Capitol Alert

AM Alert: Brutal battle for Fresno Assembly seat begins

The 31st Assembly District debate in Fresno on March 23, 2016 included Republican Clint Oliver, Democrat Ted Miller and Democrat Dr. Joaquín Arámbula.
The 31st Assembly District debate in Fresno on March 23, 2016 included Republican Clint Oliver, Democrat Ted Miller and Democrat Dr. Joaquín Arámbula.

The polls are open in the Fresno-area’s 31st Assembly District, where candidates are vying for a seat Henry Perea left vacant late last year. Three candidates – Democrats Joaquin Arambula of Kingsburg and Ted Miller of Caruthers, and Fresno Republican Clint Olivier–are running for control of the district and may have to win four votes in the next six months to hold onto it.

The unusual and grueling battle begins at the ballot box today, where the winning candidate must earn 50 percent of the vote to serve the remainder of Perea’s term, which ends in December. Falling short triggers a run off on the same day as the California primary, which is when things could get interesting. If both Democrats throw their hat in the ring again for the November election, voters could be asked to weigh in on both the special election and the regular primary on June 7. Then the winner has to hold onto the seat again in November.

DRUG HEARINGS: Amid a spur of opioid related overdoses in the Sacramento area that have taken 10 lives, lawmakers are pushing a bill to increase penalties for illegal distributors of fentanyl. Authorities are blaming the overdoses on bad batch of pills resembling Norco, a prescription painkiller, laced with fentanyl, a powerful synthetic opiate. Senate Bill 1323 will be discussed in the Senate Public Safety Committee at 9 a.m., room 4203.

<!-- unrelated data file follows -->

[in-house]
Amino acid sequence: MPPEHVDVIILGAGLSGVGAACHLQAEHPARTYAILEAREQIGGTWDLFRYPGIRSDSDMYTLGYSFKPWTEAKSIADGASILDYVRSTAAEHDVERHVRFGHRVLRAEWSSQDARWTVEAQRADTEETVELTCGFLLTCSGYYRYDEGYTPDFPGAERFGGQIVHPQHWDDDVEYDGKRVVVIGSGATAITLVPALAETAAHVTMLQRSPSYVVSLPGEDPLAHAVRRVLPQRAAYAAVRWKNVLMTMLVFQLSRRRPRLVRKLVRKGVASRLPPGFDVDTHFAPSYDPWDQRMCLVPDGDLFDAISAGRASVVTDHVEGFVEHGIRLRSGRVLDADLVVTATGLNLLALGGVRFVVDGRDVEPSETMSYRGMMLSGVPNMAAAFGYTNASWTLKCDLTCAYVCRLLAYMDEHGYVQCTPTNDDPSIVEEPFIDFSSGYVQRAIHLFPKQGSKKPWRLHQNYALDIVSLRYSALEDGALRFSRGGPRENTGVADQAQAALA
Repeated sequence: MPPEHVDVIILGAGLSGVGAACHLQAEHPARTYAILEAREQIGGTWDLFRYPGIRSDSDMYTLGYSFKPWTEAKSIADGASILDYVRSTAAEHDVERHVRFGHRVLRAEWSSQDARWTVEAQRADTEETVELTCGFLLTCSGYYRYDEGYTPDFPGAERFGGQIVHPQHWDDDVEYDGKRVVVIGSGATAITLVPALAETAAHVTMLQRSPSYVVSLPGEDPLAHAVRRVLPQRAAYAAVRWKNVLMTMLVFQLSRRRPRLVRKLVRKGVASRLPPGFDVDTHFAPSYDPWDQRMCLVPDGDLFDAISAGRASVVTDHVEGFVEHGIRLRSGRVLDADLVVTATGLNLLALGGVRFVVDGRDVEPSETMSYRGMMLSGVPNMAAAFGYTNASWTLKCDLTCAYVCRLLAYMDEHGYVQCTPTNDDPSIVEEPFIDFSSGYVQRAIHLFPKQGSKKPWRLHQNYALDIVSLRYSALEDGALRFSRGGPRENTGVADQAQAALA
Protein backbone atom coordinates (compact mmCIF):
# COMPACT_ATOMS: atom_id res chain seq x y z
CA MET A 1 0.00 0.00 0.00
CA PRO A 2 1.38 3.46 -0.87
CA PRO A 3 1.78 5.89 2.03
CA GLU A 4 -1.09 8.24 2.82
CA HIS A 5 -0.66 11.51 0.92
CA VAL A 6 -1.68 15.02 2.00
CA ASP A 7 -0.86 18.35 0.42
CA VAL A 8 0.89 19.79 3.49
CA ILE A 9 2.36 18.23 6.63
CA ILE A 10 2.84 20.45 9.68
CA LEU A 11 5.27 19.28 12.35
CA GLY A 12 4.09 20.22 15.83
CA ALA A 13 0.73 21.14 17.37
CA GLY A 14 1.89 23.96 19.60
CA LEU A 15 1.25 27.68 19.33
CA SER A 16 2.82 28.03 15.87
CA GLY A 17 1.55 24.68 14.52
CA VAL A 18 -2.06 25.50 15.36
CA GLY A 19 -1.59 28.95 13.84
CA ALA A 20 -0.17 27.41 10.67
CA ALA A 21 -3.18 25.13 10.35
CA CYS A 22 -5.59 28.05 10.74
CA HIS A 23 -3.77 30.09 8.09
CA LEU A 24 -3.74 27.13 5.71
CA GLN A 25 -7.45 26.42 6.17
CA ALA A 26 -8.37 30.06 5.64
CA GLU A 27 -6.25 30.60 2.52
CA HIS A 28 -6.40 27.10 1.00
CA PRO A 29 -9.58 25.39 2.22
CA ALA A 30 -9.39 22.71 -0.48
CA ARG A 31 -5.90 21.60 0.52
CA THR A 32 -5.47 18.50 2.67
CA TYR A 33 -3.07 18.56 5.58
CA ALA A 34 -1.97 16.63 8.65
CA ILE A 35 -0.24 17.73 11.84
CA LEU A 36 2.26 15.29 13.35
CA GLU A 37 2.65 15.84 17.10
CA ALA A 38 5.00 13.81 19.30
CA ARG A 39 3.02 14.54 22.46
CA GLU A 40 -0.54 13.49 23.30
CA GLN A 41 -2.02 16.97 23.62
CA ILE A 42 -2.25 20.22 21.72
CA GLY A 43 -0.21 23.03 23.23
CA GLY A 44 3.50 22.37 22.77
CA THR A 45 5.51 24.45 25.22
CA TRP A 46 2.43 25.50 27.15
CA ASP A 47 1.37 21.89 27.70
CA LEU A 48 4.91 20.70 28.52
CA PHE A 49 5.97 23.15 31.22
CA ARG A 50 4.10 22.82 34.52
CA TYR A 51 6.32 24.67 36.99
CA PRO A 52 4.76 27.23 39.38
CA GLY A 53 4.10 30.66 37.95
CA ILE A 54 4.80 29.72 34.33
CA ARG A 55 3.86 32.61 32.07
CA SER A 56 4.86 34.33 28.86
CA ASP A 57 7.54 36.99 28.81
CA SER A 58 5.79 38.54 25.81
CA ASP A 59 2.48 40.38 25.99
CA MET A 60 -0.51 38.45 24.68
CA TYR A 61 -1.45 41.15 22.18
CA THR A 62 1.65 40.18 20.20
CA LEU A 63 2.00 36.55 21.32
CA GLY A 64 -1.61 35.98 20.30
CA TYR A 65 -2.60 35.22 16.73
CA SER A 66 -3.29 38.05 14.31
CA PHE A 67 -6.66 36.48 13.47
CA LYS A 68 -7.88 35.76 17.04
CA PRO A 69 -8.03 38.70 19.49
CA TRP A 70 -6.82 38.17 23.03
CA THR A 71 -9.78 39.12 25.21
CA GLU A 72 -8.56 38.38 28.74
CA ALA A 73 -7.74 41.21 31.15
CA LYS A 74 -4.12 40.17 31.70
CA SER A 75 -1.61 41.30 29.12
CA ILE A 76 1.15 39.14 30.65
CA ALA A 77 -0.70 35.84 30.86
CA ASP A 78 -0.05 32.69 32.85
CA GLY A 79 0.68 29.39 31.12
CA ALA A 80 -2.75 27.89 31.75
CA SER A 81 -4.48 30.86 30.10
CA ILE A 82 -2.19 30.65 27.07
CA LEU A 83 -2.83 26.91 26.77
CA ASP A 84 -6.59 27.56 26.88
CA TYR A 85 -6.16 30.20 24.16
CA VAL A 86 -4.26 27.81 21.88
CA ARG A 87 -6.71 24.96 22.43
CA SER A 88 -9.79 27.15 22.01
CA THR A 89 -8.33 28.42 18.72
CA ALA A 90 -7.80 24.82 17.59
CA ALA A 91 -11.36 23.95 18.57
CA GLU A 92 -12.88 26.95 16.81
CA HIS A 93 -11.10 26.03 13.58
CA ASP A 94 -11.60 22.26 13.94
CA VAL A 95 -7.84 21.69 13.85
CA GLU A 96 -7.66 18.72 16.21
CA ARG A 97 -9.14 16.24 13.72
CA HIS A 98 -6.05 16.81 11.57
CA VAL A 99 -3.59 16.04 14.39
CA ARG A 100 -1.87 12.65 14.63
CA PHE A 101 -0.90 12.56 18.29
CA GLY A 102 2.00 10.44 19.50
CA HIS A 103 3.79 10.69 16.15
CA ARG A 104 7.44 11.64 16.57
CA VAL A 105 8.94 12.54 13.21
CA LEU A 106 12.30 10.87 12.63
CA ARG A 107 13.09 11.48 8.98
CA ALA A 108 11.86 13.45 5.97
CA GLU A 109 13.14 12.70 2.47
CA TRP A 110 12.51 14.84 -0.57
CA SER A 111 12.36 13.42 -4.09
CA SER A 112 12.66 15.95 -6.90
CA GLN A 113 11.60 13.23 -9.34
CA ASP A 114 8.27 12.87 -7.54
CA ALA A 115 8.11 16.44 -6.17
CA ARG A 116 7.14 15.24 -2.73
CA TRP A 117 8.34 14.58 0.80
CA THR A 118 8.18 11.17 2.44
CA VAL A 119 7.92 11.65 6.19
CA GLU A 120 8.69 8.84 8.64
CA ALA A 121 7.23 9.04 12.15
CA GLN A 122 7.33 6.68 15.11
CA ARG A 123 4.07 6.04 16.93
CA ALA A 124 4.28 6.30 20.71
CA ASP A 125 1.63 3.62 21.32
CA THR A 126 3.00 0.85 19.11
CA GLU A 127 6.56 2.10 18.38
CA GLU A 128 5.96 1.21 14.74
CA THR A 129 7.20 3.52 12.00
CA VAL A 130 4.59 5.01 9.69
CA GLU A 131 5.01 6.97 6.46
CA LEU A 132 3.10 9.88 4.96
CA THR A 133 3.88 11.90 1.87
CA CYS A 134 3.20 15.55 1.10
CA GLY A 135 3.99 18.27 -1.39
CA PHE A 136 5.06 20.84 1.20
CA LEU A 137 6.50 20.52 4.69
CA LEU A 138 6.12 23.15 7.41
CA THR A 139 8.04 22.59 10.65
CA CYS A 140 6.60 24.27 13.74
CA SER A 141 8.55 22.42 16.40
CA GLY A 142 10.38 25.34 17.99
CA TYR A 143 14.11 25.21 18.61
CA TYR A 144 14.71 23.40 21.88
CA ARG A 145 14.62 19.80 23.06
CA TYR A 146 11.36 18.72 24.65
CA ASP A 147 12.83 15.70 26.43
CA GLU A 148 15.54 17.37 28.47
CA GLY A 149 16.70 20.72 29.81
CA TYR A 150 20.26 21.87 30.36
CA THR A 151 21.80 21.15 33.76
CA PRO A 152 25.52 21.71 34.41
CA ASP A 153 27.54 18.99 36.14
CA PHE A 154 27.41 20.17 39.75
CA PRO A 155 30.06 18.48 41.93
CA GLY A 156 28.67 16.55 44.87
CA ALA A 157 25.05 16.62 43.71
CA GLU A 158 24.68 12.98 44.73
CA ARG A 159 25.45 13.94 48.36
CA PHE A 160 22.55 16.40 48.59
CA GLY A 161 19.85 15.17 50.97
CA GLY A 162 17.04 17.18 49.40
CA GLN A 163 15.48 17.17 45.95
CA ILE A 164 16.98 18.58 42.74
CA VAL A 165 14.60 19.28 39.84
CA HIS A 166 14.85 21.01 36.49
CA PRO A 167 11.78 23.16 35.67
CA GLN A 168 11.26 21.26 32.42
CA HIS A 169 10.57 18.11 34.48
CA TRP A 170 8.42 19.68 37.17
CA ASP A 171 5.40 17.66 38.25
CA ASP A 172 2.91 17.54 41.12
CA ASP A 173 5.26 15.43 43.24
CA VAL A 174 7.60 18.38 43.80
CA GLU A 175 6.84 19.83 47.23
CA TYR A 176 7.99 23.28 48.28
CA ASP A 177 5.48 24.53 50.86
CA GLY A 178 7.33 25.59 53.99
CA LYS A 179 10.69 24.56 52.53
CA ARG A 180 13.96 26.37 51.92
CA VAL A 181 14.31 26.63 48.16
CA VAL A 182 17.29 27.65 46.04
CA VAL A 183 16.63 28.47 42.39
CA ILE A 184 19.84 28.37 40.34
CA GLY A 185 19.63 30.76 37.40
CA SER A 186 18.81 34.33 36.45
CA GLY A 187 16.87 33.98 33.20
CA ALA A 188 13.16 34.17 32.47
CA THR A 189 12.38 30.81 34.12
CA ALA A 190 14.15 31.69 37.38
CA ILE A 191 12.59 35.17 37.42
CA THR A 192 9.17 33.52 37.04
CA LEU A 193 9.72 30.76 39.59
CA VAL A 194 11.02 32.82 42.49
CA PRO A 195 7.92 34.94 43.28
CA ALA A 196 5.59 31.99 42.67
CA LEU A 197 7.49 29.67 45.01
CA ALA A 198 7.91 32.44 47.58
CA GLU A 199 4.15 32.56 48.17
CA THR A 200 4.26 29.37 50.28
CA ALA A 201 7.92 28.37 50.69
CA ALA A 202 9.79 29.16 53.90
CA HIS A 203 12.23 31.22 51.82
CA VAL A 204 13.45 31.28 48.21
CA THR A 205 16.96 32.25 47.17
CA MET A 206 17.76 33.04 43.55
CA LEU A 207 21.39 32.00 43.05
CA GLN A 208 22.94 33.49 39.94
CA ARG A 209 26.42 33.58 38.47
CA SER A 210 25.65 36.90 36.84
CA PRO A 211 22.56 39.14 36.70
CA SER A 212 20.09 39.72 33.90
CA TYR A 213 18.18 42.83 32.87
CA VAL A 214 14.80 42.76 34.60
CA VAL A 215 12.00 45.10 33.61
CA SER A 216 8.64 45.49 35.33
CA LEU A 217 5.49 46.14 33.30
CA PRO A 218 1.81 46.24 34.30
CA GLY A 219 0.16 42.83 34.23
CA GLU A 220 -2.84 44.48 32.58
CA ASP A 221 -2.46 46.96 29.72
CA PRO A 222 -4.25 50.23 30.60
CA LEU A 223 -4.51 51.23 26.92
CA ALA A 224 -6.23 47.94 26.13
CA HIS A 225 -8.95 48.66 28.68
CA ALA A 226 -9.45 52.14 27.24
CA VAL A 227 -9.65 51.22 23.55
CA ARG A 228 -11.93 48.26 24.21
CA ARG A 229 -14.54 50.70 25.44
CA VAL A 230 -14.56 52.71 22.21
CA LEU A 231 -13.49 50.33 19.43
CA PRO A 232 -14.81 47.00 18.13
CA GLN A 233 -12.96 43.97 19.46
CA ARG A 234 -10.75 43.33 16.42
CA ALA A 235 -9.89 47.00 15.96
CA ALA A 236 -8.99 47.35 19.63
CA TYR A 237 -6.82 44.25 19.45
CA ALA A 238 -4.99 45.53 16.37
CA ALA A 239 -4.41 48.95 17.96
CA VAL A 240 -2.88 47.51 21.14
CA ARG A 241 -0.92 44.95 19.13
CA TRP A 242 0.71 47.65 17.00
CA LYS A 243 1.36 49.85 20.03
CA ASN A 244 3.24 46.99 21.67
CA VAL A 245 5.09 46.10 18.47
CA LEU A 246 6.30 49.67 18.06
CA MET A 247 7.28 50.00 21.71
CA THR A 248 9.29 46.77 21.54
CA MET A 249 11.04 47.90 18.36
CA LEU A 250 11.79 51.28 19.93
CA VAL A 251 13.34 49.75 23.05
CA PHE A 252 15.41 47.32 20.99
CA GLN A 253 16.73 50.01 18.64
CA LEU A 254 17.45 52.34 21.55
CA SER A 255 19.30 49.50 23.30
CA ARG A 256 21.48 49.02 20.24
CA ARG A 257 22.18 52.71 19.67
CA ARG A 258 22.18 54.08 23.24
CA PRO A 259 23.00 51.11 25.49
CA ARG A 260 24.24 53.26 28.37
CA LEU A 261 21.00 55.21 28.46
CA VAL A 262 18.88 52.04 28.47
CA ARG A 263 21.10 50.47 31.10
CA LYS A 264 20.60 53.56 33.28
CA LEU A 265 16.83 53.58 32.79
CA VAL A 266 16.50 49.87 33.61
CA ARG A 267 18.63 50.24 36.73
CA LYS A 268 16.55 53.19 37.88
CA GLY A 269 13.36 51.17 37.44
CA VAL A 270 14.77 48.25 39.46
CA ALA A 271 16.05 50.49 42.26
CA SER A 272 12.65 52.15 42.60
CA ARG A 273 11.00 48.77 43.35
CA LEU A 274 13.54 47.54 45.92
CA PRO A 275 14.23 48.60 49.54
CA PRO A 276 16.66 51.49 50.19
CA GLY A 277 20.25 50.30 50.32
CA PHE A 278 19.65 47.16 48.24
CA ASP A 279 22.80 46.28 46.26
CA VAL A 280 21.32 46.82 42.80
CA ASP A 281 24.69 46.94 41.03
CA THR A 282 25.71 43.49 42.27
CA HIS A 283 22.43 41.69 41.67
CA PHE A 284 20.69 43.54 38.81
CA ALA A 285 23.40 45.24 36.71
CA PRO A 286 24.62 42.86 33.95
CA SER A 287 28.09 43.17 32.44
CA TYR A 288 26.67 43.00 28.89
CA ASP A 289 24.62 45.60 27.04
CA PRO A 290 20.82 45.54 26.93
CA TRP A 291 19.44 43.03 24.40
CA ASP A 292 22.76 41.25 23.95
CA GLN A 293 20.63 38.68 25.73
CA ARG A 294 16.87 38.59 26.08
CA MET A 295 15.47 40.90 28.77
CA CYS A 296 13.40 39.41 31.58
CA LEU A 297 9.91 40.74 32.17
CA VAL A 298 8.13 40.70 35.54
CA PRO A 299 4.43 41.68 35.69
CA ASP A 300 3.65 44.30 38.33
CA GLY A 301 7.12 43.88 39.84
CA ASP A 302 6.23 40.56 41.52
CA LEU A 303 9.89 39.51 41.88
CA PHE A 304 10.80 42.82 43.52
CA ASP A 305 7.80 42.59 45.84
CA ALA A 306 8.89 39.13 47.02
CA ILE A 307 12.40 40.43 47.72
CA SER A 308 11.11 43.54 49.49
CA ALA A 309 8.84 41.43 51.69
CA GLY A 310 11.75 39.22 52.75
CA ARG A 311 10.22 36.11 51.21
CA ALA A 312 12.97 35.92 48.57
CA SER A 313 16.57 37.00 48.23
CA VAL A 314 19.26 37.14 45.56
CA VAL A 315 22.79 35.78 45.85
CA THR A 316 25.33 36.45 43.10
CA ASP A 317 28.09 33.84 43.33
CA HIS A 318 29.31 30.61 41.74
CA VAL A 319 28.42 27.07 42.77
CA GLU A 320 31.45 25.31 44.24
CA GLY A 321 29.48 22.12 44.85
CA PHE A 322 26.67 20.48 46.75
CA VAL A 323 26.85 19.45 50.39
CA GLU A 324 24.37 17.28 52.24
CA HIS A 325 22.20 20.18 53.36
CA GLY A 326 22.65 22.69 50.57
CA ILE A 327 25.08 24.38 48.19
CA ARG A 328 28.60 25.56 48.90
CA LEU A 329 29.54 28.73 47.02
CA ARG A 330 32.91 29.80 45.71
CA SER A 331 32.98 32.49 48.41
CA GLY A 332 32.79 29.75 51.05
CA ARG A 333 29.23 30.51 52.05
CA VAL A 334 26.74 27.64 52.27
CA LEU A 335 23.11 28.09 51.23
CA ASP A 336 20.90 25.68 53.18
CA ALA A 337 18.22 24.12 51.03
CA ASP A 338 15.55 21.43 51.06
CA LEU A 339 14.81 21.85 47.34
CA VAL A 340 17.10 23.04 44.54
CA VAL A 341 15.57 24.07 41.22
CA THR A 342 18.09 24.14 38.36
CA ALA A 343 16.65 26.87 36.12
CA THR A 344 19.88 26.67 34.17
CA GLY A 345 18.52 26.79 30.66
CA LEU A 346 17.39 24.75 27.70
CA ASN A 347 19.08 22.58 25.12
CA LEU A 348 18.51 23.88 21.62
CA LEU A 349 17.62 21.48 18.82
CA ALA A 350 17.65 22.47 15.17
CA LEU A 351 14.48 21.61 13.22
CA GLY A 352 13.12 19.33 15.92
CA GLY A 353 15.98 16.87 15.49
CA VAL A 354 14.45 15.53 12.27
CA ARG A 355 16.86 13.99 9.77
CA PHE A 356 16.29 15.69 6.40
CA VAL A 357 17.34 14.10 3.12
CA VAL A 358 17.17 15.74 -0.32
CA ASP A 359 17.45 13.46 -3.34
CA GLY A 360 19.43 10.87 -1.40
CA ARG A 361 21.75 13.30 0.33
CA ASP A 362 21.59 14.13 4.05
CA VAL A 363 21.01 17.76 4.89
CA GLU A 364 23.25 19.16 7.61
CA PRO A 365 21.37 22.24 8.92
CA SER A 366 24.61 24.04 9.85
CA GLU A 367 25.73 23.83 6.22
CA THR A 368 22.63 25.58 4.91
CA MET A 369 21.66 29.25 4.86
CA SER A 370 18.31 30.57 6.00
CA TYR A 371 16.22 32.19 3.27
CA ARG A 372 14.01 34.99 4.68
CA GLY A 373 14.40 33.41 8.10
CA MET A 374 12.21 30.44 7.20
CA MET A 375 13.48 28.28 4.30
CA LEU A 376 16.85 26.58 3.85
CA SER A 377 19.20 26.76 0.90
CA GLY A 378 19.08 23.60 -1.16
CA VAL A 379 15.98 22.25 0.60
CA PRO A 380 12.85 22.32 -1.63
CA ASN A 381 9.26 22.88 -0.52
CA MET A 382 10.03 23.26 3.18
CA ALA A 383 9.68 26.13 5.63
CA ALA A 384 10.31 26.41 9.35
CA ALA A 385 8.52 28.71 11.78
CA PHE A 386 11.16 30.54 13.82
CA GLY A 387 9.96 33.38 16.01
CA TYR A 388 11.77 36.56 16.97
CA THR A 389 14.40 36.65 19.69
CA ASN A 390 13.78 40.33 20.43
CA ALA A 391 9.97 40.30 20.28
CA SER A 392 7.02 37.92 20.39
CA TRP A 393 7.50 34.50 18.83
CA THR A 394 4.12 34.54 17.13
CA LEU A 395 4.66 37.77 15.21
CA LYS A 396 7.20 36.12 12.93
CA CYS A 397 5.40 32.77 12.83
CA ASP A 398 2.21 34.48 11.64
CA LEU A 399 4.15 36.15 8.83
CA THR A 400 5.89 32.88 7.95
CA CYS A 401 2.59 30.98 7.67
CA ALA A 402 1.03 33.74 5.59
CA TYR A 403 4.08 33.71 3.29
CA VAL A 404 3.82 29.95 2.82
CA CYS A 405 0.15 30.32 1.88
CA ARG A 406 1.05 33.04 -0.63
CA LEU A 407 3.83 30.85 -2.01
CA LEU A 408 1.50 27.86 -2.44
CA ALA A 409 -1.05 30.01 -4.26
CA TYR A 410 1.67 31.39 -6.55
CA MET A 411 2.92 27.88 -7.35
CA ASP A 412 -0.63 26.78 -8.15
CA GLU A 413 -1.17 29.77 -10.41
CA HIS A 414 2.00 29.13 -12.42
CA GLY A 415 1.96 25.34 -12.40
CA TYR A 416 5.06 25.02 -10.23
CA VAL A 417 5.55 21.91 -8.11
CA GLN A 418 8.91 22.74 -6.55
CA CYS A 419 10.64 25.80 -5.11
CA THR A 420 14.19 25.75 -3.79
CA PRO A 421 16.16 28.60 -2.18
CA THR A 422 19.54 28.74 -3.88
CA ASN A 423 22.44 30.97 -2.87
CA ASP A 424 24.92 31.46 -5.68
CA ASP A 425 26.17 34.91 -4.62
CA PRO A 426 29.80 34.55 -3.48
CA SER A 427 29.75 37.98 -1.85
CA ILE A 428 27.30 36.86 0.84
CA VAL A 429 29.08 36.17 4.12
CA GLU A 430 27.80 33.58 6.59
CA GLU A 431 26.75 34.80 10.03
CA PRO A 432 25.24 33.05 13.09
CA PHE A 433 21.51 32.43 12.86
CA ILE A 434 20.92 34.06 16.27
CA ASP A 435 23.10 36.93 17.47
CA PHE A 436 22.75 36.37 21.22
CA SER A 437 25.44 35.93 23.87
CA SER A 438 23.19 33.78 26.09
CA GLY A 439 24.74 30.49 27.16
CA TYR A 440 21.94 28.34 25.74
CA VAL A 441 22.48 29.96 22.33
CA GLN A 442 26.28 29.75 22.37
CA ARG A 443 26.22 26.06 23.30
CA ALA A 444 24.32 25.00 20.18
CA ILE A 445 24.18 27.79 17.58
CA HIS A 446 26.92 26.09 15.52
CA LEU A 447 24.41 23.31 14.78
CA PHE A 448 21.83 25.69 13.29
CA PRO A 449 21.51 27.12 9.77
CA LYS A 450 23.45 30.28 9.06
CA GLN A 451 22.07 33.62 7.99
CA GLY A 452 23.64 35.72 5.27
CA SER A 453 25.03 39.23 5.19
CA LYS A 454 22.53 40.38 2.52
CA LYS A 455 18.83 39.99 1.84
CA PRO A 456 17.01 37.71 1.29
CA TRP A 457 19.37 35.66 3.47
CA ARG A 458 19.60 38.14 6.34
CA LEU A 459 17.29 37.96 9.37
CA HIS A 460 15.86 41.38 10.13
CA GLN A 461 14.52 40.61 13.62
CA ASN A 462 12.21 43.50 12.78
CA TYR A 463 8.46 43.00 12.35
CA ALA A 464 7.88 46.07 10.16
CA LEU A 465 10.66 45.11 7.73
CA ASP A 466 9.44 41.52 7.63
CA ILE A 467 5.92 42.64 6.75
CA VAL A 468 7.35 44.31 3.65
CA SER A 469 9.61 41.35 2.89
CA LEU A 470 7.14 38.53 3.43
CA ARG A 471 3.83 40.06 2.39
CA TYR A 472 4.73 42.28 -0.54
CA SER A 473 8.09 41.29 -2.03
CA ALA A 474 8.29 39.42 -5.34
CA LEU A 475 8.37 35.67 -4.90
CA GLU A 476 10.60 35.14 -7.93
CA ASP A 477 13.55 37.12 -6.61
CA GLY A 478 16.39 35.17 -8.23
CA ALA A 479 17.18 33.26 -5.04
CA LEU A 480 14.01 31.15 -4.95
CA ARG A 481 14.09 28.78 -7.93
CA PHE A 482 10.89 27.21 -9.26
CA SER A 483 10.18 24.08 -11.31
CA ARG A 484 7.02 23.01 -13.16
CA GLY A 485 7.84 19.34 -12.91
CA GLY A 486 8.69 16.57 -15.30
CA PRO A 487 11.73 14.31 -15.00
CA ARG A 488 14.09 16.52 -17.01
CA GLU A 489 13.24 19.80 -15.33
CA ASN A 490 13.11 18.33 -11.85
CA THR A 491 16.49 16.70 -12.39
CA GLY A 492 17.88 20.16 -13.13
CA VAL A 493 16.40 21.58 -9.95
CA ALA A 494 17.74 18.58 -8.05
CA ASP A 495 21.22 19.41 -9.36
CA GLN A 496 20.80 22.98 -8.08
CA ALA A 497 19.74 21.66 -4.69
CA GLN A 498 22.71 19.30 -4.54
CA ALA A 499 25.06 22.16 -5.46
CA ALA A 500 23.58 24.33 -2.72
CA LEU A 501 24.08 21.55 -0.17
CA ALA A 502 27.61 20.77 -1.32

At the same hearing, senators will vote on a bill to reduce drug sentences for repeat offenders. Under current law, judges are allowed to tack on three extra years for each past felony drug conviction if an offender is found guilty of a new drug crime. A new measure, Senate Bill 966, introduced by Sen. Holly Mitchell, D-Los Angeles, attempts to repeal the law.

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DON’T SMOKE AND DRIVE: In likely the most awkward press conferences of the day, police officers will take an oral swab of a high person’s mouth to demonstrate the effectiveness of tests to determine if someone is driving under the influence of drugs. The event ties into Senate Bill 1462, introduced by Assemblymen Mike Gatto, D-Los Angeles, and Tom Lackey, R-Palmdale, to allow police to resort to a swab test if a driver fails a field sobriety test. The hearing is at 1 p.m. in Capitol room 1190.

Taryn Luna: 916-326-5545, @TarynLuna

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